Special Feature Deep Dive: Rayon to Tencel

Special Feature Deep Dive: Rayon to Tencel

Rayon and Viscose Production Process Visualization

The Pros and Cons of different semi-synthetic MMCF fabrics

By now, we all know the immense problems with fully synthetic fibers made from oil, and the microplastics they release. But, even man-made cellulose fibers are not all the same. Indeed, they are usually made with pulp from trees, a renewable resource, and they are a safely washable and very versatile fabric that is an affordable substitute for other materials. But they are not all equally responsible.   

Among so-called 'semi-synthetic' materials, also known as man-made cellulosic fibers (MMCFs), around 90% of production is a form of rayon. Rayon is the generic category defined by the FTC as "a manufactured fiber composed of regenerated cellulose." There are a few different ways to create rayon, including viscose, lyocell, modal, and cupro, but the vast majority is produced by the viscose method (80%). Also just called rayon in the USA, viscose was originally invented in the late 1800s to provided a cheaper substitute for silk, and was originally called "artificial silk" or "wood silk". It is made by extracting cellulose from wood using chemical solvents, and is commonly used in shirts, dresses, and nightware.  It is soft, and has a similar drape and fall as silk.

Among so-called 'semi-synthetic' materials,
around 90% of production is a form of rayon.

However, the chemical solvents used in the viscose production method (carbon disulphide) is highly toxic for both the environment and for the workers in the factory. Plus, the historical recovery of the solvent (that is the ability to extract, capture, and re-use the chemical solvents for future manufacturing processes) is typically very low (50%). Therefore, the viscose process requires constant new chemical inputs, which is not very impressive given that we are living in the 21st century. The chemical inputs here are stuck in a linear model as opposed to a circular model. If these chemical solvents are unsafely released into the watewater or even as fumes into the environment, there can be hazardous environmental impacts and high-profile pollution tragedies have occurred.

Away from the chemical inputs for the viscose method, the wood itself can sometimes be sourced illegally, such as from ancient rainforests or other protected woods. This is especially difficult if the wood sources are not directly traceable or the wood is not coming from a responsible mill.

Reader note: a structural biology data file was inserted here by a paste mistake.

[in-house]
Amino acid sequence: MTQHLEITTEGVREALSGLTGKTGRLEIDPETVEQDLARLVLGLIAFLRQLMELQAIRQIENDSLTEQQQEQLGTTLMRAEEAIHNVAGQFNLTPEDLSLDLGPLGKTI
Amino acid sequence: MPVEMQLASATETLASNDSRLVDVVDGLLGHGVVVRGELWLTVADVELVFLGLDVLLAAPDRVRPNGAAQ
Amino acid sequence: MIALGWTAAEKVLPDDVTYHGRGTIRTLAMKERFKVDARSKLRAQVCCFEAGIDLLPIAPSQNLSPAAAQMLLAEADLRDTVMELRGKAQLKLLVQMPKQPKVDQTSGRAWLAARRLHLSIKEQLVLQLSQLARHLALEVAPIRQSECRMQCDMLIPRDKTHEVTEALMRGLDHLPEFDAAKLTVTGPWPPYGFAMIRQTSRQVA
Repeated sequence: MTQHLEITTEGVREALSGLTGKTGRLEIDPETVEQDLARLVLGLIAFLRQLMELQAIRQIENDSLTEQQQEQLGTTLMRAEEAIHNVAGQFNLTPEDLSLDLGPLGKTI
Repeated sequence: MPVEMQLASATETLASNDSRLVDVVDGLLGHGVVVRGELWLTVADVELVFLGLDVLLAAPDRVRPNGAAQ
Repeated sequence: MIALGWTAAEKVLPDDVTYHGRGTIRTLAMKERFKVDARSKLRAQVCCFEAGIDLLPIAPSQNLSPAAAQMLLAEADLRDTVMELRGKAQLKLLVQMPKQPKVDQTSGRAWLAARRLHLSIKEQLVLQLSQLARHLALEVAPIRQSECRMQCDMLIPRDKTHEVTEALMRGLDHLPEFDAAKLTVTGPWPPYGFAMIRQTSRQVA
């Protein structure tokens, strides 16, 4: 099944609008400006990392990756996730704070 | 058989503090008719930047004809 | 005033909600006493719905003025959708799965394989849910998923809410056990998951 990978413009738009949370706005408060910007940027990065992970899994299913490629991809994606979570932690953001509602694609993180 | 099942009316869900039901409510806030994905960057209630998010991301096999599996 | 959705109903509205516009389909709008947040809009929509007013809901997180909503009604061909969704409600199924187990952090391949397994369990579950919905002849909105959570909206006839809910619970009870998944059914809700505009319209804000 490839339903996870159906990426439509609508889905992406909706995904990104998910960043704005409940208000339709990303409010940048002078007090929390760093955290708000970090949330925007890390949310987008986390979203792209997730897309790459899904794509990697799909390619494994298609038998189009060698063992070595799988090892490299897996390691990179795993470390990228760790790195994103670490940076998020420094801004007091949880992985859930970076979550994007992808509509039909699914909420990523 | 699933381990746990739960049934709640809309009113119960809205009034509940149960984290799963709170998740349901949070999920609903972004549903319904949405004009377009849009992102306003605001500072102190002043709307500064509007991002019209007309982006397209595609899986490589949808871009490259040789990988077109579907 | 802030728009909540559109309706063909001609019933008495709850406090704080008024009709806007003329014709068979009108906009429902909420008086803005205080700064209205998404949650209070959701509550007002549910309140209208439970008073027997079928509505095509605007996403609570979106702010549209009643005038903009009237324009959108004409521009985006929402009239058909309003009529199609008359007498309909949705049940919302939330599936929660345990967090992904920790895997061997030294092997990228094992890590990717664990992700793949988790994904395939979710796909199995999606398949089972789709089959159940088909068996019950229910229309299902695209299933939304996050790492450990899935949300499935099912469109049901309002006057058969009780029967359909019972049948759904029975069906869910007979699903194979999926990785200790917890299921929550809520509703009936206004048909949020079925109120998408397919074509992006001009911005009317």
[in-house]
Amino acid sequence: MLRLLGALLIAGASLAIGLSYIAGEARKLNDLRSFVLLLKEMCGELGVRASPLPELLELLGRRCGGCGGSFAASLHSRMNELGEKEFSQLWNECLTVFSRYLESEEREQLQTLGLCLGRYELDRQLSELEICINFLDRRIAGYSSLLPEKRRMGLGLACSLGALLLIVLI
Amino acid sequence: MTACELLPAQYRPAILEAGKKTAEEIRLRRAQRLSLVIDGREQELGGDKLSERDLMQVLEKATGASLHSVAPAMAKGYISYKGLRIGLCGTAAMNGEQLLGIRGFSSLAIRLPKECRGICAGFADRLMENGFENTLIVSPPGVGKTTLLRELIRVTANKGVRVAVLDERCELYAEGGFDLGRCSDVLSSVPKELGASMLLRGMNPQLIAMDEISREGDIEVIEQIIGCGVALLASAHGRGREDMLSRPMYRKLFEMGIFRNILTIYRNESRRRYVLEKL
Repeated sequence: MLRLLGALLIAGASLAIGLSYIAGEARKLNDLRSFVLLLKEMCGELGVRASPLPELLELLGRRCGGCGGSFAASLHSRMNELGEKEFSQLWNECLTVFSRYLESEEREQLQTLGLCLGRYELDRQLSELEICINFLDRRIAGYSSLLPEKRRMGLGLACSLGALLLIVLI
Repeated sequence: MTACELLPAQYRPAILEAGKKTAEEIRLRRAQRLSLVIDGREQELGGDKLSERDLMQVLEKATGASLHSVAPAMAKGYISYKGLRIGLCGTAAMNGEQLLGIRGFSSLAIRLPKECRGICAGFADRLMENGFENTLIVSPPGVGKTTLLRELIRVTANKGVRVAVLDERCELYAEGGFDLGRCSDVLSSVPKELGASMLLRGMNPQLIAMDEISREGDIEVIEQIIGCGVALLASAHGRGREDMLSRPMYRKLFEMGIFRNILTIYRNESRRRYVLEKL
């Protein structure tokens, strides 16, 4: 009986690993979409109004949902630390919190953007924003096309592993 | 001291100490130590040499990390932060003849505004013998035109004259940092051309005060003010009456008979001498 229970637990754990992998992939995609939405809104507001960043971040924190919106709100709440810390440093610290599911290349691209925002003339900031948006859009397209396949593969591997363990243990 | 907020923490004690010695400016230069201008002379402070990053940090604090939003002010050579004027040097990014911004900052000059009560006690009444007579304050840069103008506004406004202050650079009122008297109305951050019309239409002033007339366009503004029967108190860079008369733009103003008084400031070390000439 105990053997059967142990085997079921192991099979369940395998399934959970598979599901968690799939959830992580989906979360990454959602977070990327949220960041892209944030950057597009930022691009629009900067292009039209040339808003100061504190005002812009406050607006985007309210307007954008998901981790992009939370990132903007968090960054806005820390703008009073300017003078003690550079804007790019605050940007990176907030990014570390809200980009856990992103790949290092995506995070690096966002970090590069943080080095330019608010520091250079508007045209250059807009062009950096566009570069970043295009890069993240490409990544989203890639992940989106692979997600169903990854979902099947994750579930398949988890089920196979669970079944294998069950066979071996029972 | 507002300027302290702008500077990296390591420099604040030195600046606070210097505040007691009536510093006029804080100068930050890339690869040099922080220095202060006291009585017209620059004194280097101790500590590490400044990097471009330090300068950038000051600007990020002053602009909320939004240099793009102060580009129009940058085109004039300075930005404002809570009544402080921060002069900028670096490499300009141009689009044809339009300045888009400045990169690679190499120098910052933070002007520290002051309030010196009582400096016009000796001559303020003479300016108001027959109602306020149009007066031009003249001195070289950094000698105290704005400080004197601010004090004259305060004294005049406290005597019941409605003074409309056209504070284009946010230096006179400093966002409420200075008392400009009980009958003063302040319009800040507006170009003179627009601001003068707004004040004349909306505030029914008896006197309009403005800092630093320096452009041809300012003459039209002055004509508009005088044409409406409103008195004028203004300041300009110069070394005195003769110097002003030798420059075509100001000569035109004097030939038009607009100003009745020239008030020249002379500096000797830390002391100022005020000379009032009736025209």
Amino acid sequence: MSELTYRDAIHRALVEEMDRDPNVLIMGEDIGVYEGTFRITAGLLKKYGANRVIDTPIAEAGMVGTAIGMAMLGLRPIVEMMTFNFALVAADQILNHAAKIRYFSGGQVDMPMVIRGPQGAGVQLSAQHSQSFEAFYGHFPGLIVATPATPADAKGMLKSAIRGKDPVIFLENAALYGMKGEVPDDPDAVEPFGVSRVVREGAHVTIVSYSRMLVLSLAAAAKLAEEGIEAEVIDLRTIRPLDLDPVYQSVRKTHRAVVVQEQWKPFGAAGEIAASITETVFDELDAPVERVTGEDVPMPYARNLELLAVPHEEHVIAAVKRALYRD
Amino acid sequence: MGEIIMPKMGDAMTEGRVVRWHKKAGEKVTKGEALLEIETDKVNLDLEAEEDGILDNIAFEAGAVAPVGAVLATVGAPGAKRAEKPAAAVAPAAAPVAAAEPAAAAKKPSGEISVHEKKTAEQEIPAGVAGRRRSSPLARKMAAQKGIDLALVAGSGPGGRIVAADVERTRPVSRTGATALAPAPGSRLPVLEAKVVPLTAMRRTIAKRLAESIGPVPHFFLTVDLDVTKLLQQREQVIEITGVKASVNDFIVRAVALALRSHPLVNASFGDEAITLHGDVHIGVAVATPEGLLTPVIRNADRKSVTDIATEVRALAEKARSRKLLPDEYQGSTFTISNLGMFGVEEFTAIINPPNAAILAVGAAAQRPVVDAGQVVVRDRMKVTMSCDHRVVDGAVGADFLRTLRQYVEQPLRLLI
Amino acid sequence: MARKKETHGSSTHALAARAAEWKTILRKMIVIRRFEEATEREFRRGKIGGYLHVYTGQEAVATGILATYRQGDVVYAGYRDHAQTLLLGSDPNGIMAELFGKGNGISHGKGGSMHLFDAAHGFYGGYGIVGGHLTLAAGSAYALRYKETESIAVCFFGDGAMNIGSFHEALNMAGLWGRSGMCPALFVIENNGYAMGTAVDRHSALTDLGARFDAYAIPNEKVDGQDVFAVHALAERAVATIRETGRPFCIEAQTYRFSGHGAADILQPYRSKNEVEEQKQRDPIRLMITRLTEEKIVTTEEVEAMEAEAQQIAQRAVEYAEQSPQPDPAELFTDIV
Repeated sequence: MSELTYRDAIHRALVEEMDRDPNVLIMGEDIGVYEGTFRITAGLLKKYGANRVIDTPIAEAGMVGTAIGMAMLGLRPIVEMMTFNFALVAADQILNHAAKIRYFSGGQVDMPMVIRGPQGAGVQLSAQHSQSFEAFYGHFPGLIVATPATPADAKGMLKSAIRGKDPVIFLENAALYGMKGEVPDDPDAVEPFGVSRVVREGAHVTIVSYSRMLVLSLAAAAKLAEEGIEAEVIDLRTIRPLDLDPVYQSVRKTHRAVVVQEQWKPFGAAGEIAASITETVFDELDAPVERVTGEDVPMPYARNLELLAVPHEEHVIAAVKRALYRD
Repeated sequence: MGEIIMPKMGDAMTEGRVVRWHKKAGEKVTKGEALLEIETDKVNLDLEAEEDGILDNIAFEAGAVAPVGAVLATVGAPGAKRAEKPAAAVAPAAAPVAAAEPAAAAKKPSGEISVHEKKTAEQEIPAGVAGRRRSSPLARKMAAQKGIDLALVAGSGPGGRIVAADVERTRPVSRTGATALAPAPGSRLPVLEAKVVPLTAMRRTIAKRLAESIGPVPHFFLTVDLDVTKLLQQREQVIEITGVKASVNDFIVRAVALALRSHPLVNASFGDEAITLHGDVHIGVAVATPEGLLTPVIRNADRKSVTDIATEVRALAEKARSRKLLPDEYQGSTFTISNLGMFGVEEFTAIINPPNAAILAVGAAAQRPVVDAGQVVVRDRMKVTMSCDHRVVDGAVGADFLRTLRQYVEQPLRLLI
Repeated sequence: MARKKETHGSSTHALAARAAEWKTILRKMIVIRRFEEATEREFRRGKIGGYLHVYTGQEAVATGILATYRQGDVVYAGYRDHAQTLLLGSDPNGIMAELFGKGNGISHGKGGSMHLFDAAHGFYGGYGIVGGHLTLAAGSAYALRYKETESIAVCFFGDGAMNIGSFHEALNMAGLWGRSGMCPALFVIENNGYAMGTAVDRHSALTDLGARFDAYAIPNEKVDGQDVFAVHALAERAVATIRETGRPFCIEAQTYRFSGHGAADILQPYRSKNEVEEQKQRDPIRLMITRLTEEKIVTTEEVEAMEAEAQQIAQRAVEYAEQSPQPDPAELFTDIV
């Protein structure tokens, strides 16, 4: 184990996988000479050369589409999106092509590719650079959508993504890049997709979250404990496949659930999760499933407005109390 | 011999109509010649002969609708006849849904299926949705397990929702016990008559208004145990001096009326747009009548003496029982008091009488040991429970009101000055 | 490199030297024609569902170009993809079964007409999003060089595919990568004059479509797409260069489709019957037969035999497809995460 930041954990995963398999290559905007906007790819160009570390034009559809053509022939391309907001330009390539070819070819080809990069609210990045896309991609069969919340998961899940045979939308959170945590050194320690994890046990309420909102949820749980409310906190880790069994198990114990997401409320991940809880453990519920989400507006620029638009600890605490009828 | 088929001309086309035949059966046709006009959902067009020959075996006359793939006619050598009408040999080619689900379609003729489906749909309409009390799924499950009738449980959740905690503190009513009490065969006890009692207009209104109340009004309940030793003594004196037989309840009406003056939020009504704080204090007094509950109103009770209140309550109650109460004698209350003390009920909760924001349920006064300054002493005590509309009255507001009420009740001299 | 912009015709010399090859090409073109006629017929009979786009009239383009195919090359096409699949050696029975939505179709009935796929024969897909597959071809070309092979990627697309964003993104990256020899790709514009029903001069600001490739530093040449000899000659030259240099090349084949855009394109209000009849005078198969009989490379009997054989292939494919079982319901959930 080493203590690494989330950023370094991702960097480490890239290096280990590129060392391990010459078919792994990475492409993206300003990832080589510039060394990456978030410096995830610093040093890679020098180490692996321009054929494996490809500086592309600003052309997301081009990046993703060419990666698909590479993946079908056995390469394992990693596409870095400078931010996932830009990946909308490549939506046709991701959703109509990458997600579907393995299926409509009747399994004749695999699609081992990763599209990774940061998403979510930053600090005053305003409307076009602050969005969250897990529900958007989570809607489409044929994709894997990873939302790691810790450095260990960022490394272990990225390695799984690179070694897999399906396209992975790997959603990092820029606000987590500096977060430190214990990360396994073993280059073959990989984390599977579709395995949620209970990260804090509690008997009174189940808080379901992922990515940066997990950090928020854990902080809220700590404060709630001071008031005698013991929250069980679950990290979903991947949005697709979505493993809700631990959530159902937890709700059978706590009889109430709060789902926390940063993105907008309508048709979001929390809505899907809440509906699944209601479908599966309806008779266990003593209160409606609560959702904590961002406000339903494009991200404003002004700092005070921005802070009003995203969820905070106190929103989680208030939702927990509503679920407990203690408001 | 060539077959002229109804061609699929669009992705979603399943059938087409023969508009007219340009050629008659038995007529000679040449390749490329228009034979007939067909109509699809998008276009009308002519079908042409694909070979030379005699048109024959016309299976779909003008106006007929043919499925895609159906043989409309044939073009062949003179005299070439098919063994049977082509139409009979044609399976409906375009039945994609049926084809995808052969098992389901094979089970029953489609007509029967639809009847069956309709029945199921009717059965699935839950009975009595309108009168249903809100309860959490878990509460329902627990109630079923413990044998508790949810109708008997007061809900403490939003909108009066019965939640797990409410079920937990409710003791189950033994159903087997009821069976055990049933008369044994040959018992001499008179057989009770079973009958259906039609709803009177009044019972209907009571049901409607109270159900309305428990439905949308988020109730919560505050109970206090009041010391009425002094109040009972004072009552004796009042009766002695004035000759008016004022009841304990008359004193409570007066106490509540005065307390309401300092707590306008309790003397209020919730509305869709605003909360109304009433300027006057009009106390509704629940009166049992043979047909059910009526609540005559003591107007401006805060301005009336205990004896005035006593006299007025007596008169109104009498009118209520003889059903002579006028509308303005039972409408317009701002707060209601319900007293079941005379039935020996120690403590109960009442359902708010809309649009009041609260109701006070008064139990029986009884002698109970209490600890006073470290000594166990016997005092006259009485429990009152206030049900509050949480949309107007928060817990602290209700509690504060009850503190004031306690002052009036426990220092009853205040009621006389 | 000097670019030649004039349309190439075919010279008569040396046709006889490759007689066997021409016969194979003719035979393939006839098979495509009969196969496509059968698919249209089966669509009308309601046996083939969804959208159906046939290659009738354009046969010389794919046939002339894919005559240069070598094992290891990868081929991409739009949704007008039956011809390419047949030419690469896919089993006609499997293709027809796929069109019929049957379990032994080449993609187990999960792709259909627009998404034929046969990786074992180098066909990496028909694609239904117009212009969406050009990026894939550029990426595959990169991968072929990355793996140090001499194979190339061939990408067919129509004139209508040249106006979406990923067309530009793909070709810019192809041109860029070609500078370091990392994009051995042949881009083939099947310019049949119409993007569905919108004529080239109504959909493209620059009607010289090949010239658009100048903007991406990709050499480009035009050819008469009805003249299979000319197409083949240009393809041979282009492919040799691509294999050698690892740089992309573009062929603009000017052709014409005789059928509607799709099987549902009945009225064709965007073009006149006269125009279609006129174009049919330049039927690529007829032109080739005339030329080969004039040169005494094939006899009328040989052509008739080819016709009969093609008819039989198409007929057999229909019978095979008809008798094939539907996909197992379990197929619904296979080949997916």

Finally, the viscose process typically requires dying and finishing processes that require a lot of water, energy, and even more chemicals to get it right.  So, all in all, it can be kind of a mess to say the least.  With that said, rayon and viscose are still significantly better options than fully synthetic fabrics, their durability enables them to be re-used, and they are great for deadstock production.  

Rayon and viscose are still significantly better options than fully synthetic fabrics, and there are responsible mills and sustainable innovations in production methods.

Luckily, there have been production method innovations that are much more efficient at recovering and reusing chemical solvents, sometimes up to 90% or more. There are also responsible mills and certified viscose providers who ensure sustainably harvested wood pulp. Which brings us to a different MMCF we are very excited about.

Lyocell, another way to create rayon, can be made from a variety of materials including wood, cotton scraps and other cellulose sources.  It is a soft but strong fabric, and commonly used in dresses, blouses, jeans and shirts. One thing that really separates it from the viscose process is that the solvents used in lyocell creation are organic compounds that are nontoxic and easily regenerated.  This means that you don't have to worry about harmful chemical releases into the environment or harming factory workers.  Through innovation, the solvent reaction portion of the lyocell production process has even evolved into a closed-loop circular process, with one leading manufacturer able to retain and reuse around 99.5% of process solvents (more about that in a minute). 

For full transparency, it must be stated that there still exits the same issues with deforestation as viscose, and the lyocell production process is still very energy intensive. And, lyocell products tends to crease easily, so it will not be a golden ticket for everything.  Nonetheless, the innovation here is exciting and here at Paneros we intend to keep up with sustainable technology like this as much as we can.

Tencel is made from sustainably harvested trees, including third party certifications for responsibility.

Among MMCF providers, the Lenzing Group is a company that focuses on sustainability across all of their products, including lyocell and other rayons. They have patented a specific lyocell fiber and process called Tencel. Tencel is made from sustainably harvested trees, including some that offer third party certifications for responsibility. Plus, through their patented process, the solvents used in production are natural compounds with low toxicity, and these compounds are further recycled into a close loop process which means over 99% of chemicals are re-used. That is a big deal!  All of this, and Tencel has a more cotton-like feel than other MMCFs. For this reason, we are very excited about the future opportunities to work with sustainable fabrics like Tencel, and optimistic about the future.